|Title||Breaking Out of Carbon Lock-In: Malaysia’s Path to Decarbonization|
|Publication Type||Journal Article|
|Year of Publication||2020|
|Authors||Susskind, L, Chun, J, Goldberg, S, Gordon, J, Smith, G, Zaerpoor, Y|
|Journal||Frontiers in Built Environment|
Malaysia has made an ambitious commitment to reduce the intensity of its carbon emissions, notably a 40% reduction (compared to 2005 levels) by 2020 and a 45% reduction (compared to 2005 levels) by 2030. As with other developing countries, Malaysia’s challenge is to decarbonize its energy-centric economy in the face of population growth pressures and substantial levels of poverty. Drawing on extensive interviews with both public and private stakeholders, we examine how Malaysia has launched its transition to a decarbonized development path. Based on our multi-year analysis, we identify key breakout factors, including behavioral transformations, institutional shifts, and action by a broad network of actors that have allowed Malaysia to begin decarbonizing its economy. At the same time, we note that federal-state friction, limited government capacity, the absence of a centralized management agency, the lack of international funding, incipient environmental awareness, and numerous barriers to investment in renewable energy reinforce carbon lock-in. Our analysis suggests ways in which other rapidly developing countries can learn from Malaysia’s initial successes and challenges.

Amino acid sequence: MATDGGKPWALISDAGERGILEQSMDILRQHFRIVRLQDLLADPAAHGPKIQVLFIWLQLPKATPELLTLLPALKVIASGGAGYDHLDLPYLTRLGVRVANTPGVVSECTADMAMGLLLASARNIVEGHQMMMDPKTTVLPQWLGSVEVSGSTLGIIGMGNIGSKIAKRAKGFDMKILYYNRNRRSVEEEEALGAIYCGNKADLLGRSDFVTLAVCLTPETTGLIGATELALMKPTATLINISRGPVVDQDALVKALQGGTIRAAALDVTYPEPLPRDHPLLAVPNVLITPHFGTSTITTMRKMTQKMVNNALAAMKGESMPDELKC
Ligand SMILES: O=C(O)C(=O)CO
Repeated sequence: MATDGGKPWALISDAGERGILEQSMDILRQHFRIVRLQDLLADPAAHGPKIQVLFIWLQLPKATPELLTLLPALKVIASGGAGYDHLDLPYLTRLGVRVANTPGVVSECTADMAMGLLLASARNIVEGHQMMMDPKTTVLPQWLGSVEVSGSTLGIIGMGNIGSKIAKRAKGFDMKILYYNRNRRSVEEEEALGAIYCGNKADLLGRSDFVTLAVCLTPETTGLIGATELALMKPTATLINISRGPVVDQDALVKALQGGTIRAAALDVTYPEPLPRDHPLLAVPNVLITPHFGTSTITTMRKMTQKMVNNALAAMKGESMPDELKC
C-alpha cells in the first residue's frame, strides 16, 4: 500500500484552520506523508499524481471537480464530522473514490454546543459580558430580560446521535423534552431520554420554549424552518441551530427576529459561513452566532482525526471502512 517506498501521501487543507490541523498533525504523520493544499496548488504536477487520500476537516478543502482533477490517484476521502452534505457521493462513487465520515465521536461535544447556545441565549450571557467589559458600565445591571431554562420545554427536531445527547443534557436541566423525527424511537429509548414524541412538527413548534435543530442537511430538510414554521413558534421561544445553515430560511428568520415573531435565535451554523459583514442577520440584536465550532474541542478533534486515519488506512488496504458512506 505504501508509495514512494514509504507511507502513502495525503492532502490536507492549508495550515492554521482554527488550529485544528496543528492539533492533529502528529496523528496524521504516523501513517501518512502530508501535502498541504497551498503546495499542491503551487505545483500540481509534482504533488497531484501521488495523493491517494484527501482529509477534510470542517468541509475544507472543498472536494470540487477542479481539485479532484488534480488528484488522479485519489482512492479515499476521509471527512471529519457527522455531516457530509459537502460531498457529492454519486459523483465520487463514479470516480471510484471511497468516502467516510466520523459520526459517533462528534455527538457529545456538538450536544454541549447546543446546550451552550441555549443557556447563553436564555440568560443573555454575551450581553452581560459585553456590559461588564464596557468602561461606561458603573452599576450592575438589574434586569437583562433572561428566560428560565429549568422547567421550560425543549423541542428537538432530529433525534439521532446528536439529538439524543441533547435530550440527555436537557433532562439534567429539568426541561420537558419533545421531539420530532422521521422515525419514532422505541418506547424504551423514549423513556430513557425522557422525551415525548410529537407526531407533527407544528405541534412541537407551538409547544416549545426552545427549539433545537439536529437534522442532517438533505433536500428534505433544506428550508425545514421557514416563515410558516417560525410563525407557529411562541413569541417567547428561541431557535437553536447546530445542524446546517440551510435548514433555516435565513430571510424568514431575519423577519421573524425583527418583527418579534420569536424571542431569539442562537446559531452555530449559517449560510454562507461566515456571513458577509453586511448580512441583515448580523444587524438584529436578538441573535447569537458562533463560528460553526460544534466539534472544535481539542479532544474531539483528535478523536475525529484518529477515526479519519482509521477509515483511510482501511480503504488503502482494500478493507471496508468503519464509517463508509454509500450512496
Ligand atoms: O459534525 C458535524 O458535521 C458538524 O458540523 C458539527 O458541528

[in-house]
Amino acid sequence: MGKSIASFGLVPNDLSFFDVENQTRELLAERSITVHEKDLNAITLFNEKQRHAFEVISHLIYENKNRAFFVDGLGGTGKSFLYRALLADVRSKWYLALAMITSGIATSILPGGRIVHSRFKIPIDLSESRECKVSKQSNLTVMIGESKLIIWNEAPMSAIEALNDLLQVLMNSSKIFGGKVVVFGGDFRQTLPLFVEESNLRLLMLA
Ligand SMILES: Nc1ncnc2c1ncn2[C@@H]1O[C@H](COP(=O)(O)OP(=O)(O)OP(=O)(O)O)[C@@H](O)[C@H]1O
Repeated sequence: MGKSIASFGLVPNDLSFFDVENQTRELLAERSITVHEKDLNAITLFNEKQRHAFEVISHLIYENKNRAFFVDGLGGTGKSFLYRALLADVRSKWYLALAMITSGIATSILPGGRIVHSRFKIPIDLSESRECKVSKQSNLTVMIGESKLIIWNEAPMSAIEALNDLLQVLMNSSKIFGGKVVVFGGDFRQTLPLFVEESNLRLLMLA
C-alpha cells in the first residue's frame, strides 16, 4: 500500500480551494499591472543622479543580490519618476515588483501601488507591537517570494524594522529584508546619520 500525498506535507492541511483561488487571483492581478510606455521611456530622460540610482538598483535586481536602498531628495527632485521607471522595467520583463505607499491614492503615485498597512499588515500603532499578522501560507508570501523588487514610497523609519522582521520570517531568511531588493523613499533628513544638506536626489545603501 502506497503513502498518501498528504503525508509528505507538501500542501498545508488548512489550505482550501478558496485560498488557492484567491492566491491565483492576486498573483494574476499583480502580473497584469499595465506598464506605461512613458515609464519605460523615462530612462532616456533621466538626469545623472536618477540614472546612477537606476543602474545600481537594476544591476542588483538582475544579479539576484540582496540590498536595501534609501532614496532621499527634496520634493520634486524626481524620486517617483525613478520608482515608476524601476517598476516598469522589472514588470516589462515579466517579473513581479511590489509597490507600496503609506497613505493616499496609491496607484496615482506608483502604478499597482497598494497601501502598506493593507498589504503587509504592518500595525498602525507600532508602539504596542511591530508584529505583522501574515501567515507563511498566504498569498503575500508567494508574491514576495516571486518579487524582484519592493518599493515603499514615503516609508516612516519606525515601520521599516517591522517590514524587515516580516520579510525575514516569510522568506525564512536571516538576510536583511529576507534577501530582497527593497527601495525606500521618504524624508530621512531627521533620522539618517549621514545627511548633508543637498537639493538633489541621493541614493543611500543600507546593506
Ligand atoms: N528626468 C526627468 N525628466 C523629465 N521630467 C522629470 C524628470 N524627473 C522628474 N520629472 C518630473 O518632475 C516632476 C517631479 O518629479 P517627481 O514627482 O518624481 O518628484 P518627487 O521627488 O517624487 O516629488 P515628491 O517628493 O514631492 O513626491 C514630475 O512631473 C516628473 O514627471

|Short Title||Front. Built Environ.|